Few projects embody the ethos of The Courier’s Community Kindness Campaign than a community-food sharing scheme in north Fife that is set to spread across the region.
Meal Makers connects people who love cooking with older neighbours who would appreciate having some delicious home-cooked food delivered to them – as well as some much-needed company.
‘Cooks’ are matched with ‘diners’ as part of the initiative, which was only launched as a six-month pilot in the Tay Bridgehead ward in October, and it is already going from strength to strength.
Indeed, word of mouth alone has prompted a large number of enquiries from other areas in Fife where people want to commit to sharing meals they make with elderly and vulnerable members of society.
“Maggie makes some really delicious dishes”, said Meal Makers diner Pam about her cook. “But it isn’t just about the food, it’s about friendship, too.
“It doesn’t sound like much, but it’s something I really look forward to each week.
“It’s strange to think a year ago we didn’t know each other, yet now we’re good neighbours.”
It’s not just the diners that get something from the project though.
Fife cook Kirsty said: “I thoroughly enjoy my Meal Maker experience and would recommend it to anyone who has a spare hour in their week to share their time and dinner.
“Pat and I have a great laugh together every Monday.
“We chat about our love of holidays and about her life working in a school.
“She enjoys looking at photos of her children and grandchildren when they were younger and reminiscing about the house always being busy and full of fun.”
Project manager Emma Black said it is easy to see how a freshly prepared meal taken to someone’s home can make a world of difference to some people’s lives.
“It is a simple idea that brings communities together, creates friendships, and most importantly, gets people enjoying good food,” she said.
Anyone wanting to find out more about Meal Makers can contact them on 0800 783 7770, email email@example.com or visit the Meal Makers website at www.mealmakers.org.uk.
With St Andrew’s Day just around the corner, Fifers are being urged to do a good deed in the spirit of Scotland’s patron saint to celebrate the country’s history, culture and the nation’s shared values.
The #BeLikeStAndrew campaign is encouraging everyone to carry out a little act of kindness on St Andrew’s Day itself to reflect the patron saint’s reputation for being kind, compassionate and for helping the less well off.
And with those behind that initiative also backing The Courier’s Community Kindness Campaign, the hope is that hundreds of people across Fife will do their bit in reaching out to help vulnerable members of society
Charity partners Princes Trust Scotland, Chest, Heart and Stroke Scotland and Crisis Scotland have joined the Scottish Rugby Union and Stoats to back the #BeLikeStAndrew campaign, and organisers reckon November 30 will see something special happening across Scotland.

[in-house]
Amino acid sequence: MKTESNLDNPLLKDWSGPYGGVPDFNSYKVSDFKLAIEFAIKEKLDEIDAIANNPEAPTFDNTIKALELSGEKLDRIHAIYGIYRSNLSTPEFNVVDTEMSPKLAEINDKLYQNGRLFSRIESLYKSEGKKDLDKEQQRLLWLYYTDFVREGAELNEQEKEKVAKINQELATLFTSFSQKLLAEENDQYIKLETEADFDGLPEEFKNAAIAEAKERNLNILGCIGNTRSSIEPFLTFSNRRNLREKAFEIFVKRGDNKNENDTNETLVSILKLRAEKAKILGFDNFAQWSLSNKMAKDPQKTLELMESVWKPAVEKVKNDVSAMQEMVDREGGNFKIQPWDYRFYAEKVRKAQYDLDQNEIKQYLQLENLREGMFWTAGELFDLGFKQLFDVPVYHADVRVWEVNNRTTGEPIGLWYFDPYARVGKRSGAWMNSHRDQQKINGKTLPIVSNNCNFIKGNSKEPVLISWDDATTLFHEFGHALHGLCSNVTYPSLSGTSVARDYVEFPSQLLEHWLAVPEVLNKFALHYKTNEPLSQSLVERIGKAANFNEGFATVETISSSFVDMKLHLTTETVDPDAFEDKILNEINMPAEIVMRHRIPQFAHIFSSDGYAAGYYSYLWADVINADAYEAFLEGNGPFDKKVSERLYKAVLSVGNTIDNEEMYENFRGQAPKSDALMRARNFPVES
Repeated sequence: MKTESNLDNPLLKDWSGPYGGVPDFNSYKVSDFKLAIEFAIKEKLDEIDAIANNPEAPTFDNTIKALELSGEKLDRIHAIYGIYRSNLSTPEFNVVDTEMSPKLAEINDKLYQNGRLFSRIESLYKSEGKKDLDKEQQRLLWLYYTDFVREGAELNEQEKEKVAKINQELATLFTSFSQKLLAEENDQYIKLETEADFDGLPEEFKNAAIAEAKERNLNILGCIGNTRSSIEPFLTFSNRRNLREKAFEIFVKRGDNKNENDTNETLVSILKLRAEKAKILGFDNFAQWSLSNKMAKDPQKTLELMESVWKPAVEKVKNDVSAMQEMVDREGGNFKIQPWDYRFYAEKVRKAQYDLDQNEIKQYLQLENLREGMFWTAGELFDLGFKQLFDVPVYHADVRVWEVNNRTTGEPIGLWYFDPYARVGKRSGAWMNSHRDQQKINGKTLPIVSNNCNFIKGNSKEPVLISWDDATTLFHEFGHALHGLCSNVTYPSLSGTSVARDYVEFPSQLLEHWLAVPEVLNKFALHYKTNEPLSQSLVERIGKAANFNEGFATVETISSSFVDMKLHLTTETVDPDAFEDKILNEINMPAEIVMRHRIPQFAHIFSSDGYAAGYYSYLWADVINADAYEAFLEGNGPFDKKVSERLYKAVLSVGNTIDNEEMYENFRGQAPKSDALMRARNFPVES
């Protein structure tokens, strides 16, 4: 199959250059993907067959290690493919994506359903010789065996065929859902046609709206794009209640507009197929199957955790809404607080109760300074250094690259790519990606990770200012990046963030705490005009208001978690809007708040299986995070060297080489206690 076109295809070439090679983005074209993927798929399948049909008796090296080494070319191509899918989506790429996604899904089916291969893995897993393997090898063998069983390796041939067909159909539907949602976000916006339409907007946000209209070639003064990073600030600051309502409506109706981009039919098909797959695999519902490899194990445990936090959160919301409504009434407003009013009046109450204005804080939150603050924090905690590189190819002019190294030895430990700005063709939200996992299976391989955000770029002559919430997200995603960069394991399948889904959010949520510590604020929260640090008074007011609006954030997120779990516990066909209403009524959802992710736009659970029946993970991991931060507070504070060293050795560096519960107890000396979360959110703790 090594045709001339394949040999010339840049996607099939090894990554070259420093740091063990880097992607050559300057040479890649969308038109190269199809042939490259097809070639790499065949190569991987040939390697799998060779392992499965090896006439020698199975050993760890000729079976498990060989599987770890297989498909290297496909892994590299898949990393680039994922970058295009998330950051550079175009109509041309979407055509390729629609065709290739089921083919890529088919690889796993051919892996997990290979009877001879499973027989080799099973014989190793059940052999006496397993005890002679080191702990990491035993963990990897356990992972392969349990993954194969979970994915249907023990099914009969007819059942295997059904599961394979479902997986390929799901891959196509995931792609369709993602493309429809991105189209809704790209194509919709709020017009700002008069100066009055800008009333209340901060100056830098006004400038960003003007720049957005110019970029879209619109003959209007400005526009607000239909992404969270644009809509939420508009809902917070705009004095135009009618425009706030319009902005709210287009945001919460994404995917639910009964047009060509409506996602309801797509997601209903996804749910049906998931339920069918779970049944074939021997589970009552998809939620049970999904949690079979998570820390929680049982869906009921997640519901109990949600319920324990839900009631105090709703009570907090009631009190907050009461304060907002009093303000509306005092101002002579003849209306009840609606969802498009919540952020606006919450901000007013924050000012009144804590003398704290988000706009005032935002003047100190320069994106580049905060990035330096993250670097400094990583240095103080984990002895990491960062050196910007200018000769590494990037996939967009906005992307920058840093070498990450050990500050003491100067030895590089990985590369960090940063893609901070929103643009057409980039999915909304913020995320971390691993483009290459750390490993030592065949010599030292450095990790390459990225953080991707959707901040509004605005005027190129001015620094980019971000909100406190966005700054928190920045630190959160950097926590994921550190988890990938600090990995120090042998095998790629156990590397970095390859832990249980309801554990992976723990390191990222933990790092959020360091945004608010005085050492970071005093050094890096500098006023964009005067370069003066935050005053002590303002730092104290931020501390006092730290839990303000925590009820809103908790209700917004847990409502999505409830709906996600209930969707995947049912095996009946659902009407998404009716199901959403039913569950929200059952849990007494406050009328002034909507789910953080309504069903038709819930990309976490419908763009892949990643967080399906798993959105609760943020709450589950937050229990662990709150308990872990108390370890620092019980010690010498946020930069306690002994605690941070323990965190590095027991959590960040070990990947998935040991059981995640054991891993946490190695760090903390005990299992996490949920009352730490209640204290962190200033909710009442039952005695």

Alasdair Allan, minister for international development and Europe, explained: “Our patron saint, St Andrew, was known for being strong, sociable and fair, encouraging people to share what they had with those in need.
“Celebrating St Andrew’s Day presents a powerful opportunity for people across Scotland to keep the spirit of St Andrew alive, by coming together and helping others within their community.”
The #BeLikeStAndrew campaign marks the start of Scotland’s Winter Festivals – which opens with St Andrew’s Day, followed by Hogmanay, and then Burns Night.
Examples of events taking place include Crisis Scotland asking people to volunteer for Crisis at Christmas this year, and the Princes Trust asking people to become e-mentors for young people who want to start their own businesses.
Helen Keenan, head of volunteers and secondments at Princes Trust Scotland said: “It is a great way to show kindness and to help make Scotland a more inclusive society just like St Andrew might do if he were around today.”
The Campaign to End Loneliness wants Fifers to visit someone who would appreciate company on St Andrew’s Day – very much tying in with what The Courier’s campaign is doing – while Chest, Heart and Stroke Scotland is asking everyone to clear a bag of clothes or items out of their wardrobe to donate on November 30.
Jane-Claire Judson, chief executive of Chest, Heart and Stroke Scotland, said: “Chest Heart and Stroke Scotland could not exist without the kindness and goodwill of the people in Scotland who donate their time, pre-loved possessions, and hard earned money to the charity.“
“It can mean the difference between a life saved yet stalled and a life lived to the fullest, helping people to shape their future and live the lives they want to lead.”
Elsewhere, Edinburgh Rugby players will also visit the Cyrenians as part of the campaign to donate warm jackets, while porridge company Stoats will donate porridge bars to another homeless charity.
It’s really easy to be part of The Courier Kindness campaign – just cut out the coupon for a free copy of the paper in today’s Courier and take the paper straight round to someone you know is on their own.